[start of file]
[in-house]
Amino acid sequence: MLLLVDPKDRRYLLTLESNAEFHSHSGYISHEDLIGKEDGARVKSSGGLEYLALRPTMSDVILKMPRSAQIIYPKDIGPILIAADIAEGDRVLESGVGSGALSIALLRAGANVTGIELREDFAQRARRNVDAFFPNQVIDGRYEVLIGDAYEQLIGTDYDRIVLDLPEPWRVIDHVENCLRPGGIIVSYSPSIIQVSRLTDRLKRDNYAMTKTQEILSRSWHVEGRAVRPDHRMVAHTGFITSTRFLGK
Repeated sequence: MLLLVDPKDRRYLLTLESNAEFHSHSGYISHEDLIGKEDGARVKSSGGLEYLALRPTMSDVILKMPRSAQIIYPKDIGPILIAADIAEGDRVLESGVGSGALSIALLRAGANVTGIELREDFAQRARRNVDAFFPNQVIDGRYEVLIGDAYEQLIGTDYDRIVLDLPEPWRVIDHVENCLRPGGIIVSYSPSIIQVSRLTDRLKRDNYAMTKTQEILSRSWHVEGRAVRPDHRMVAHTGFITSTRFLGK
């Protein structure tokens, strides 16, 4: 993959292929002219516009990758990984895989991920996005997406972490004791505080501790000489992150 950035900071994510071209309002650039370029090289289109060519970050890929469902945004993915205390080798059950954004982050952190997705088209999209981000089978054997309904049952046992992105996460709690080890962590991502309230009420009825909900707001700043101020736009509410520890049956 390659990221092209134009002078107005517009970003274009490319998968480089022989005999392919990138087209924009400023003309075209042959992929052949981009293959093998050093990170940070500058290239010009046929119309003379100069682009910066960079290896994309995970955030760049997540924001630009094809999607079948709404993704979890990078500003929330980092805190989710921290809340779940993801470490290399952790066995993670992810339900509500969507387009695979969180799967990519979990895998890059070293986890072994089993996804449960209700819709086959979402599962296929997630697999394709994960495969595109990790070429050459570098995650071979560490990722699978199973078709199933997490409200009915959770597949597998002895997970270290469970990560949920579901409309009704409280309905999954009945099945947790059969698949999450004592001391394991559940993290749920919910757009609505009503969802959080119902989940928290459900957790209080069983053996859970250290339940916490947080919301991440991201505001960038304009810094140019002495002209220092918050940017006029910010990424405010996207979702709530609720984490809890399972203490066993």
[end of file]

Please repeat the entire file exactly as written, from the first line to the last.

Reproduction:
[in-house]
Amino acid sequence: MLLLVDPKDRRYLLTLESNAEFHSHSGYISHEDLIGKEDGARVKSSGGLEYLALRPTMSDVILKMPRSAQIIYPKDIGPILIAADIAEGDRVLESGVGSGALSIALLRAGANVTGIELREDFAQRARRNVDAFFPNQVIDGRYEVLIGDAYEQLIGTDYDRIVLDLPEPWRVIDHVENCLRPGGIIVSYSPSIIQVSRLTDRLKRDNYAMTKTQEILSRSWHVEGRAVRPDHRMVAHTGFITSTRFLGK
Repeated sequence: MLLLVDPKDRRYLLTLESNAEFHSHSGYISHEDLIGKEDGARVKSSGGLEYLALRPTMSDVILKMPRSAQIIYPKDIGPILIAADIAEGDRVLESGVGSGALSIALLRAGANVTGIELREDFAQRARRNVDAFFPNQVIDGRYEVLIGDAYEQLIGTDYDRIVLDLPEPWRVIDHVENCLRPGGIIVSYSPSIIQVSRLTDRLKRDNYAMTKTQEILSRSWHVEGRAVRPDHRMVAHTGFITSTRFLGK
């Protein structure tokens, strides 16, 4: 993959292929002219516009990758990984895989991920996005997406972490004791505080501790000489992150 950035900071994510071209309002650039370029090289289109060519970050890929469902945004993915205390080798059950954004982050952190997705088209999209981000089978054997309904049952046992992105996460709690080890962590991502309230009420009825909900707001700043101020736009509410520890049956 390659990221092209134009002078107005517009970003274009490319998968480089022989005999392919990138087209924009400023003309075209042959992929052949981009293959093998050093990170940070500058290239010009046929119309003379100069682009910066960079290896994309995970955030760049997540924001630009094809999607079948709404993704979890990078500003929330980092805190989710921290809340779940993801470490290399952790066995993670992810339900509500969507387009695979969180799967990519979990895998890059070293986890072994089993996804449960209700819709086959979402599962296929997630697999394709994960495969595109990790070429050459570098995650071979560490990722699978199973078709199933997490409200009915959770597949597998002895997970270290469970990560949920579901409309009704409280309905999954009945099945947790059969698949999450004592001391394991559940993290749920919910757009609505009503969802959080119902989940928290459900957790209080069983053996859970250290339940916490947080919301991440991201505001960038304009810094140019002495002209220092918050940017006029910010990424405010996207979702709530609720984490809890399972203490066993």